If he had had even half his strength he would have chased her and given her a beating, but the thought of running after her made him weak and that would only make matters worse. He had to stay awake.

Reaching inside the drawer, Errol searched around and expected the worst. He pulled out the bottle of NoDoze. At least she had left him the pills. They would keep him awake until Rita came.

The clock beside the bed rang and he turned it off. It was already six o’clock. Rita should have been there already. Had Rita left him too?

Errol wanted to get up, but he couldn’t. He thought that if he left the room and went out to the gate, he could stay awake through the night. Not that the visions didn’t come during the day—they did.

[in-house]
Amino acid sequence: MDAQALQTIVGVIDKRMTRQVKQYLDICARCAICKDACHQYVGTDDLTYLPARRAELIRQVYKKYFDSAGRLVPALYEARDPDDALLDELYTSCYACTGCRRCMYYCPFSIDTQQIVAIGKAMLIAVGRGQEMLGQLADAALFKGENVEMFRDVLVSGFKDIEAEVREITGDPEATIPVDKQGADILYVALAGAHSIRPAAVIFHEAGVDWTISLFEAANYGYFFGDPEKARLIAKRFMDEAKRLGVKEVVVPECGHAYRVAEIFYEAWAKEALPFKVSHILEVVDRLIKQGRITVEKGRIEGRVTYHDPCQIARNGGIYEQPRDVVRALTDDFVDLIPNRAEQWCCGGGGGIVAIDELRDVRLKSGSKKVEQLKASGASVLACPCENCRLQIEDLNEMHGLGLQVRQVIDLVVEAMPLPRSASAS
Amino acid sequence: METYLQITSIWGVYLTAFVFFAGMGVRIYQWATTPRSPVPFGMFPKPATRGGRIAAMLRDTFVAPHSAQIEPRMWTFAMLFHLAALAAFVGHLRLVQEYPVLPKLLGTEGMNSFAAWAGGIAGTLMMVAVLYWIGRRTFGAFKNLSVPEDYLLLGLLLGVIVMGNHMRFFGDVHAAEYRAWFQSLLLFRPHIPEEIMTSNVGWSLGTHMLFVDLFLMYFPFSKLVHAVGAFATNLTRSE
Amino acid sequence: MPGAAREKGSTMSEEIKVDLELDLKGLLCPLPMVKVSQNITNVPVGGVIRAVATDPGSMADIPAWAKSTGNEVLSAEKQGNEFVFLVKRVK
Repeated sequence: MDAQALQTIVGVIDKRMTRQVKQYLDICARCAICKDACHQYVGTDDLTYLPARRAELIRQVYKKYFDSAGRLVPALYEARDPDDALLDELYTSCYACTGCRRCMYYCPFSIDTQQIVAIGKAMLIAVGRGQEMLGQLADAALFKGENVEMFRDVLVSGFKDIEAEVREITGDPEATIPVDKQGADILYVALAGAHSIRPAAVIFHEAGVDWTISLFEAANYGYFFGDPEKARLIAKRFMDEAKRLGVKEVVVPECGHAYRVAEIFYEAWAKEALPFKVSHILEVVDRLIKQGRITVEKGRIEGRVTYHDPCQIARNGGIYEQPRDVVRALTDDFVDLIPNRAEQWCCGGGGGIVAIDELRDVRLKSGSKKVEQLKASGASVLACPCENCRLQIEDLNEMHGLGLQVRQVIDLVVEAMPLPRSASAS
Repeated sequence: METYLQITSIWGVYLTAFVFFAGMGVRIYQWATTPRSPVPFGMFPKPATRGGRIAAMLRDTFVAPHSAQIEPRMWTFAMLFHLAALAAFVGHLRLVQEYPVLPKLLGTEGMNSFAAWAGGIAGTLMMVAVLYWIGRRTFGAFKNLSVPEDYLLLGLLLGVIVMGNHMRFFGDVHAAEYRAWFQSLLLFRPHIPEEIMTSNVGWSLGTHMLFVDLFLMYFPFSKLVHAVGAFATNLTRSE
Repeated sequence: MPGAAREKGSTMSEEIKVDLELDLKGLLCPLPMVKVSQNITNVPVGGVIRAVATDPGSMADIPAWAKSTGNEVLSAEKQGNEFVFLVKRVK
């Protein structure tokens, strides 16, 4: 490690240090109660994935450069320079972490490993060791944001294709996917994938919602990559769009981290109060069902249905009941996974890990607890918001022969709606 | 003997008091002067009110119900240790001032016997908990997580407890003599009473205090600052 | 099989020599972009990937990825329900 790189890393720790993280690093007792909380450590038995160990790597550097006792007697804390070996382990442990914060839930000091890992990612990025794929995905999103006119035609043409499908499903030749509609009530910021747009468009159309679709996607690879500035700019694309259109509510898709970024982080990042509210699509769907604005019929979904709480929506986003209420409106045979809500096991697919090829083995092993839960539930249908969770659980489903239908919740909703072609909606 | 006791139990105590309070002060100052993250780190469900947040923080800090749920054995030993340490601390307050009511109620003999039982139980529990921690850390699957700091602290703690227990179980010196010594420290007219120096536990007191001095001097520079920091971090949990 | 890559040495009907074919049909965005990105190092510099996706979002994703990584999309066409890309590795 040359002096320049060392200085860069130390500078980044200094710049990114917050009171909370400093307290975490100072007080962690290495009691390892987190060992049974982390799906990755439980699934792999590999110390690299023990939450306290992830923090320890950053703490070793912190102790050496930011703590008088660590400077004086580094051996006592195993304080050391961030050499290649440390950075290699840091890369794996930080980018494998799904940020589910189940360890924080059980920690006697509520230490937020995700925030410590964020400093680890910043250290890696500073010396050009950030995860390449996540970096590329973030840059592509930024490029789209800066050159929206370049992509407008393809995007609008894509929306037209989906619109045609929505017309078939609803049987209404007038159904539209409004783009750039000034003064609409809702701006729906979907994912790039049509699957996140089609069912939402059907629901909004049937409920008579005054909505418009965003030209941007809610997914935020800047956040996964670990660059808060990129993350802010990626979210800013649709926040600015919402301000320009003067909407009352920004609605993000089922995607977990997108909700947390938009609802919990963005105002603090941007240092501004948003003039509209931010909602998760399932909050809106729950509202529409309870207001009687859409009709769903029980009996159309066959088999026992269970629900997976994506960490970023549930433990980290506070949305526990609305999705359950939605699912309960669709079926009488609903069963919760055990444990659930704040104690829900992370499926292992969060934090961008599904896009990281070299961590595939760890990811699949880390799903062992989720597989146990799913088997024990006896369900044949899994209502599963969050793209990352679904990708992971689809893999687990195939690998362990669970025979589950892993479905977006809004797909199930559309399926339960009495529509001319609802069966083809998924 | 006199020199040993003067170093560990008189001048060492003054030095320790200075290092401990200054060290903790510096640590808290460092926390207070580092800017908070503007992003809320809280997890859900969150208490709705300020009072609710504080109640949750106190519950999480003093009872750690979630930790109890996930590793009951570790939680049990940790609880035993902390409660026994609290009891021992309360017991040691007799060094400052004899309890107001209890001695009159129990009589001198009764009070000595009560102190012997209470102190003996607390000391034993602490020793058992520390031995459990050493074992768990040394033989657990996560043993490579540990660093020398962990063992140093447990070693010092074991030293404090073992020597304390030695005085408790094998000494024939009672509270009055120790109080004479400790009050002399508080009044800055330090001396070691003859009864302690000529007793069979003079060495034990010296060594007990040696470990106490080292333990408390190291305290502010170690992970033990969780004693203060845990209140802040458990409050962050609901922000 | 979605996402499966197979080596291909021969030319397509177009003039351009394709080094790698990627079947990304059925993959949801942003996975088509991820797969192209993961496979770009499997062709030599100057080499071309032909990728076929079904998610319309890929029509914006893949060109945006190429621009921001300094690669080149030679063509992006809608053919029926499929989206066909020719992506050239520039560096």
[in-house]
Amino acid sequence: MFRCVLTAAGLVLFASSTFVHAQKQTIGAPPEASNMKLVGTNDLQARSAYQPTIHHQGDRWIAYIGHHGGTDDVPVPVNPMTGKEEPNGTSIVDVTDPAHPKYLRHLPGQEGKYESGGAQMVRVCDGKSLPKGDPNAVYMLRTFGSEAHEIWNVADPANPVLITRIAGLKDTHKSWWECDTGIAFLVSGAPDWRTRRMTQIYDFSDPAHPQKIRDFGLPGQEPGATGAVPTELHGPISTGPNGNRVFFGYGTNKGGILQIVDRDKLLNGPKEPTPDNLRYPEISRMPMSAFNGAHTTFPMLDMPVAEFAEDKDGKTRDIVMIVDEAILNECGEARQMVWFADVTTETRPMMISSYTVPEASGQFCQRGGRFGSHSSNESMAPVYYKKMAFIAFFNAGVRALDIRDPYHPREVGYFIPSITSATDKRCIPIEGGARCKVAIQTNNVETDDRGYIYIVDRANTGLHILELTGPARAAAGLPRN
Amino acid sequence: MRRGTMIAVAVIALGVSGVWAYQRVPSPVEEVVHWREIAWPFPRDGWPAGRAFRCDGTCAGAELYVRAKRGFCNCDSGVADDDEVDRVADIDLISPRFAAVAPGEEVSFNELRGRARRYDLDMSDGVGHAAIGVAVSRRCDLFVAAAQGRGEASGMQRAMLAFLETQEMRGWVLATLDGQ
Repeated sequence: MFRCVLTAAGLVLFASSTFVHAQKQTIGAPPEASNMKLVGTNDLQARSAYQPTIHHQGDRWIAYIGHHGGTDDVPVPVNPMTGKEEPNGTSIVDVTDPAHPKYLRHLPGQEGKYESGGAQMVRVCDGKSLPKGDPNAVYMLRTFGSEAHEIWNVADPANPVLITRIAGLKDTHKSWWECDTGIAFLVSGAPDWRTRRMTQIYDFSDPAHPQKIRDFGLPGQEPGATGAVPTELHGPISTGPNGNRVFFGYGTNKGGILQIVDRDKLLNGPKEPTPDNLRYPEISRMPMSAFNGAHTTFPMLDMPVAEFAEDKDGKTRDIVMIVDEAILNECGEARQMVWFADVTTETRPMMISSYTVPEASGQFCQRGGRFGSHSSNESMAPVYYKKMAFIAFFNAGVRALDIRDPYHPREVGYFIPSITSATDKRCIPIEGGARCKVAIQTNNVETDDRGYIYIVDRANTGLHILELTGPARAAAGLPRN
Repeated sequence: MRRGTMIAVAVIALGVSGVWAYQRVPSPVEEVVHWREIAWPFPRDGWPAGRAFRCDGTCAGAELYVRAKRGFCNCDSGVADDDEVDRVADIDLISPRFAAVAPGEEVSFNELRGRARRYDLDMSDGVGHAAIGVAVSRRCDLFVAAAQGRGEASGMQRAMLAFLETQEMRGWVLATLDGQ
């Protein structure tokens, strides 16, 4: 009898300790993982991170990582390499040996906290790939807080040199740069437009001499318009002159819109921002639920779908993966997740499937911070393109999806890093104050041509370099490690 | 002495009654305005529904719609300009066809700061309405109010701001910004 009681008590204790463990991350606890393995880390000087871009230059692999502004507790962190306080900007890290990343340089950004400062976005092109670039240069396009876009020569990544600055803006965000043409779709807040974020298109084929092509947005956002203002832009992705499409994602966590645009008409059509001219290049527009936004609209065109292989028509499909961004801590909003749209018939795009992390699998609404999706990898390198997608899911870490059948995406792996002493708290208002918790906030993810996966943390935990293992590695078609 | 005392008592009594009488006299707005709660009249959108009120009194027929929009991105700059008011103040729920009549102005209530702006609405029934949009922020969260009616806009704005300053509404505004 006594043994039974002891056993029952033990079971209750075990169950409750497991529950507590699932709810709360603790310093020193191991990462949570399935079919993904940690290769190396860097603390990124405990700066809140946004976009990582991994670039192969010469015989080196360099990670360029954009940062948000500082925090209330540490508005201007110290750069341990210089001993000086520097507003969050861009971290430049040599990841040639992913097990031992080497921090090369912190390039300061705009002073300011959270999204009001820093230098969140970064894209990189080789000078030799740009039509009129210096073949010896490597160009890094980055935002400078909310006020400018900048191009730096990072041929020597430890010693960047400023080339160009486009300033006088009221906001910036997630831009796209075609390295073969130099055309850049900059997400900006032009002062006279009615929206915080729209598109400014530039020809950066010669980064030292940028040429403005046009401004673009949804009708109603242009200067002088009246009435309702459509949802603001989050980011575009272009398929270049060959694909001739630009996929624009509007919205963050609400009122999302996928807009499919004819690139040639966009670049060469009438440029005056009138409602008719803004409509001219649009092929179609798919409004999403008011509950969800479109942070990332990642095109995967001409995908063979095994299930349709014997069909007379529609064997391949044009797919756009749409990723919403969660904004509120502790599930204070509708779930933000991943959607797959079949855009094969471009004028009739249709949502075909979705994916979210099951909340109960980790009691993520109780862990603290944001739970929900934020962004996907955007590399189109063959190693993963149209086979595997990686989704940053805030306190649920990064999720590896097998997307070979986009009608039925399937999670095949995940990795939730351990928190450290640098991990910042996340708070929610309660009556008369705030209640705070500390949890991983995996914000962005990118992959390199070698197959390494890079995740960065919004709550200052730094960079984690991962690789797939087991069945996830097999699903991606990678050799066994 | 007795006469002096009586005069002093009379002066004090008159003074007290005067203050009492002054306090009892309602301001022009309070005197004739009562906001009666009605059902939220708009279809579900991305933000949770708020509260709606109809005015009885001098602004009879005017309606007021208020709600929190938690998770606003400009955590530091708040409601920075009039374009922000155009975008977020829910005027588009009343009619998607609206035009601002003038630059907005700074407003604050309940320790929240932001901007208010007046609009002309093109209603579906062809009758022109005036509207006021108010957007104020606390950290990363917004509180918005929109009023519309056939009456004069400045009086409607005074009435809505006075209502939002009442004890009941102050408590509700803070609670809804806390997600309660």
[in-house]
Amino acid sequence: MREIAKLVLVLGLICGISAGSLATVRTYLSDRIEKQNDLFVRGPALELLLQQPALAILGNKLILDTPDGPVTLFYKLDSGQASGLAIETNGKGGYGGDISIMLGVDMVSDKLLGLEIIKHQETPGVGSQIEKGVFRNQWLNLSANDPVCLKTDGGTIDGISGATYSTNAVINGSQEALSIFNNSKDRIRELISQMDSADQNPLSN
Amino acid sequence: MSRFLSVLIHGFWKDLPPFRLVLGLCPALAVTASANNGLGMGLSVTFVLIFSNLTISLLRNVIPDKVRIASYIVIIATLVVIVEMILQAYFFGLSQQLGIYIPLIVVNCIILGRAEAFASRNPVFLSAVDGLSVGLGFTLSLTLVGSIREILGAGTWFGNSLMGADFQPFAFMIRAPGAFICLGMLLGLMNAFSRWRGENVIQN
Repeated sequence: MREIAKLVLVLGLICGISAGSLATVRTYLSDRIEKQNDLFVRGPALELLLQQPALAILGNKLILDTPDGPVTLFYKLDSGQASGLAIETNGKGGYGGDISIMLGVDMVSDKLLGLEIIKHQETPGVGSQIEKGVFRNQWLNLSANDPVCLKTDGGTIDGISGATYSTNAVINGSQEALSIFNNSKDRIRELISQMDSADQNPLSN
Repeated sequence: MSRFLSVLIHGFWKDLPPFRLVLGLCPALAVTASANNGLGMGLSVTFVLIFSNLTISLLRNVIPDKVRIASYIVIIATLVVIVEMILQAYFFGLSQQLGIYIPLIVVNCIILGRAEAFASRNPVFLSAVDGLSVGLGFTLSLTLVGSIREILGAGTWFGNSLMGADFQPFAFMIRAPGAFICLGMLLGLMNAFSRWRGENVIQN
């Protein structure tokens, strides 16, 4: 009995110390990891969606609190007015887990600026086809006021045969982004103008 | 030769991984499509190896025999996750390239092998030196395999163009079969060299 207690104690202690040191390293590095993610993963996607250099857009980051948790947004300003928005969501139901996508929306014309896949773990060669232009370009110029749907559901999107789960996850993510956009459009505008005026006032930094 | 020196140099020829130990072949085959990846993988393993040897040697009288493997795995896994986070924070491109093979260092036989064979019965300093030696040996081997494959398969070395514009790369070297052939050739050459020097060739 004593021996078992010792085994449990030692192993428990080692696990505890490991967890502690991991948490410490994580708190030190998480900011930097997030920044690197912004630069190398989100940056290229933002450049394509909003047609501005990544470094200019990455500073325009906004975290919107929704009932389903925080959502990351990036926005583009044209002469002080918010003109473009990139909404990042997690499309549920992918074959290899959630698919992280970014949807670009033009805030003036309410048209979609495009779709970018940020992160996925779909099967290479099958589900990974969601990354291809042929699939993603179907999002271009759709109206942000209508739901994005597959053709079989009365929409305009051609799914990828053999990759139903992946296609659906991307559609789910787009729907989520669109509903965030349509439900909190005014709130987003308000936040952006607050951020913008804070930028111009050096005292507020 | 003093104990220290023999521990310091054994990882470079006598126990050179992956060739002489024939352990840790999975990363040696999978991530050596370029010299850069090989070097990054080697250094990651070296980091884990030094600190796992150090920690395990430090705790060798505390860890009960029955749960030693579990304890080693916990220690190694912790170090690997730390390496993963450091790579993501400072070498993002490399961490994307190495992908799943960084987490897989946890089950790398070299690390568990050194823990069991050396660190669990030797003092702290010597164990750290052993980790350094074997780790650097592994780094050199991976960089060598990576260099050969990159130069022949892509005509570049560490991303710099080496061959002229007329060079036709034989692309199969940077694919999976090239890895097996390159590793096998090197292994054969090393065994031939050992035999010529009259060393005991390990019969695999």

If the Angel of Death came and told him he had a choice between dying during the day or at night, he would have chosen the day. Dying at night, surrounded by the darkness, was too dread. But it wasn't the Angel of Death that he feared. He could handle her when she came and he hoped she would come quickly.

Errol looked over at the clock again. A minute past six. Rita was always there at six. Sometimes at five thirty.

He would find a way to get out of bed. If he held on to the bedpost, he might have the strength to lift his body--he didn’t weigh much now--and stagger to the bathroom. He placed his hand on the nightstand and reached for the bedpost.

It was no use. Now he was gasping for air. He had to control his breathing. He was always good at that. He had controlled his breathing and managed to stay still for two hours in a small closet until his boss was alone. That was how he made his boss a duppy. Then, he took over. He ran things.